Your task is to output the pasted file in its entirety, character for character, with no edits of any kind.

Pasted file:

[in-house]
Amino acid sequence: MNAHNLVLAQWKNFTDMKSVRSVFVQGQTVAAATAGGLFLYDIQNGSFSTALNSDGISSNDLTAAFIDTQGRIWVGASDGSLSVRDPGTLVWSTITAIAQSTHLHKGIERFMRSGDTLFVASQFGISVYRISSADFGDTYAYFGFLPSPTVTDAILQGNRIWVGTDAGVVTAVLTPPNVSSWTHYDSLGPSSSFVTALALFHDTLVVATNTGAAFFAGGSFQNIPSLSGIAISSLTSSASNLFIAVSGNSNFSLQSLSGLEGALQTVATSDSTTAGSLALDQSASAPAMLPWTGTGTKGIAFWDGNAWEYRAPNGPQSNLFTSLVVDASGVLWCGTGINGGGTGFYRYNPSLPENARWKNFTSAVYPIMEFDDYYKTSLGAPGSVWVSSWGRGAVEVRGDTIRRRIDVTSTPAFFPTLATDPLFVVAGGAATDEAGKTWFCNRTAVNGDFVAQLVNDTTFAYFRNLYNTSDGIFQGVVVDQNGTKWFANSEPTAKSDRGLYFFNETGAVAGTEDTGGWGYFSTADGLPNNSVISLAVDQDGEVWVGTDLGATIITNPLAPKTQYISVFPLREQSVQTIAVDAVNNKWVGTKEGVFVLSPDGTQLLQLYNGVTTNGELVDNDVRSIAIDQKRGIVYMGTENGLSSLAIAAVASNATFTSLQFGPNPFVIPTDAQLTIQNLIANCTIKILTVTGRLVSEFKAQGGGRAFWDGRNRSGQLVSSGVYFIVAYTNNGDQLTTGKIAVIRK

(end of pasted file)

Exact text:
[in-house]
Amino acid sequence: MNAHNLVLAQWKNFTDMKSVRSVFVQGQTVAAATAGGLFLYDIQNGSFSTALNSDGISSNDLTAAFIDTQGRIWVGASDGSLSVRDPGTLVWSTITAIAQSTHLHKGIERFMRSGDTLFVASQFGISVYRISSADFGDTYAYFGFLPSPTVTDAILQGNRIWVGTDAGVVTAVLTPPNVSSWTHYDSLGPSSSFVTALALFHDTLVVATNTGAAFFAGGSFQNIPSLSGIAISSLTSSASNLFIAVSGNSNFSLQSLSGLEGALQTVATSDSTTAGSLALDQSASAPAMLPWTGTGTKGIAFWDGNAWEYRAPNGPQSNLFTSLVVDASGVLWCGTGINGGGTGFYRYNPSLPENARWKNFTSAVYPIMEFDDYYKTSLGAPGSVWVSSWGRGAVEVRGDTIRRRIDVTSTPAFFPTLATDPLFVVAGGAATDEAGKTWFCNRTAVNGDFVAQLVNDTTFAYFRNLYNTSDGIFQGVVVDQNGTKWFANSEPTAKSDRGLYFFNETGAVAGTEDTGGWGYFSTADGLPNNSVISLAVDQDGEVWVGTDLGATIITNPLAPKTQYISVFPLREQSVQTIAVDAVNNKWVGTKEGVFVLSPDGTQLLQLYNGVTTNGELVDNDVRSIAIDQKRGIVYMGTENGLSSLAIAAVASNATFTSLQFGPNPFVIPTDAQLTIQNLIANCTIKILTVTGRLVSEFKAQGGGRAFWDGRNRSGQLVSSGVYFIVAYTNNGDQLTTGKIAVIRK